order to manage a law library there is a need to employ a librarian or at least
a “library keeper”.
However, there is a
need to ask whether these “library keepers” skills are still in demand since nowadays
law firms are going “paperless”. Law reports are now compiled on platforms
which are easily accessible on computers through the internet such example here
in Nigeria include LawPavillion, Legalpedia etc., softcopies of laws are now
available and some have been developed into downloadable mobile applications,
legal text authors are now making the softcopy of their texts available online,
important documents are now kept on cloud storages etc.
the notion that Artificial Intelligence (AI) i.e. computerized systems can
replace human thought processes and interactions, continues to gain traction in
all areas of life including the legal profession and in particular in the field
of dispute resolution.
According to Kluwer Mediation Blog ,
in November 2017 there were news headlines about ‘Case Cruncher Alpha’, a
project at Cambridge University, where an AI system predicted the outcome of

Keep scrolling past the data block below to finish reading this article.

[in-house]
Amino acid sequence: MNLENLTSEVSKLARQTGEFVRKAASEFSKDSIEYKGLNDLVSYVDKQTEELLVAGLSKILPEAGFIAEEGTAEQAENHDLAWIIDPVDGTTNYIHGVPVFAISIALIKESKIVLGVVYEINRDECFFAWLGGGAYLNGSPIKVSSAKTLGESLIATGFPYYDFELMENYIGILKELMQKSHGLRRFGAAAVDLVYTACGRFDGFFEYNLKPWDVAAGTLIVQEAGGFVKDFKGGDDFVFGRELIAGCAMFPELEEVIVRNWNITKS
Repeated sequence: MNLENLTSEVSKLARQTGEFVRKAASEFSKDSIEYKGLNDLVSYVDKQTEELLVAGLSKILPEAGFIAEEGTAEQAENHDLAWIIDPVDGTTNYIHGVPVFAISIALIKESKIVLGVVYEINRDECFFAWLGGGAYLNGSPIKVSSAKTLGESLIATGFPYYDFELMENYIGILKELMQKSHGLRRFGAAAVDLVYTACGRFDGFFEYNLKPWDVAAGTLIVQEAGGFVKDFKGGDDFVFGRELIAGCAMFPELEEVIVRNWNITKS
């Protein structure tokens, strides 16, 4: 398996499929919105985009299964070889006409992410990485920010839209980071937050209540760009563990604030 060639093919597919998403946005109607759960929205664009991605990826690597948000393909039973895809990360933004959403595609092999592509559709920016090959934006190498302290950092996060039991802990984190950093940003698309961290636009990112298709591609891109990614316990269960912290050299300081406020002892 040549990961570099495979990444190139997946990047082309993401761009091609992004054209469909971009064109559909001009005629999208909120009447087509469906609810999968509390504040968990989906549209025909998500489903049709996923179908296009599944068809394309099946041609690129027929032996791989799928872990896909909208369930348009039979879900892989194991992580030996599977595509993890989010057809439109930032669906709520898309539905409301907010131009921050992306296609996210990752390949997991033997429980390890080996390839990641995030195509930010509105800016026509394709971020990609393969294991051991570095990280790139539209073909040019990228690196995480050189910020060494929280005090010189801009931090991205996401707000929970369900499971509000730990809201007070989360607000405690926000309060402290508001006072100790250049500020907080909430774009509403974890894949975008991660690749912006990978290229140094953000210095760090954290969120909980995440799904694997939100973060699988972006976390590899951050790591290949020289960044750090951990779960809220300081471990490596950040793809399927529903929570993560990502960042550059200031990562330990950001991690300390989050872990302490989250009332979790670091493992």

775 financial ombudsman cases with 86.6% accuracy. A panel of 100 experienced
lawyers assembled to perform the same task achieved 66.3%.
It is argued that
by around 2045 a point of super artificial intelligence will have been reached
creating almost limitless capacity for tasks such as problem solving. Humanly
speaking, such predictions seem more unsettling, even frightening, than
reassuring or exciting.
In a country like
Nigeria, where the system of dispute resolution is adjudicatory in nature, could
AI have the potential to process claims faster and even make a decision about
cases? Would claimants tolerate their cases being resolved by computers? Will
AI reach a point where a robot might represent a client or even chair a
However, as AI increasingly
becomes part of our day-to-day lives – e.g. the use of automated machines,
online shopping and payment, the use of Siri and or Cortana, online courses
etc., to the point that we allow AI to drive us and our families around in
self-driving cars – there will come a time where we are completely comfortable
in letting the algorithm adjudicate our case for us. What once sounded like
pure science fiction is now, because of developments seeming remote but not
Conclusively, over the
coming decades it is likely that there will be strong economic pressure to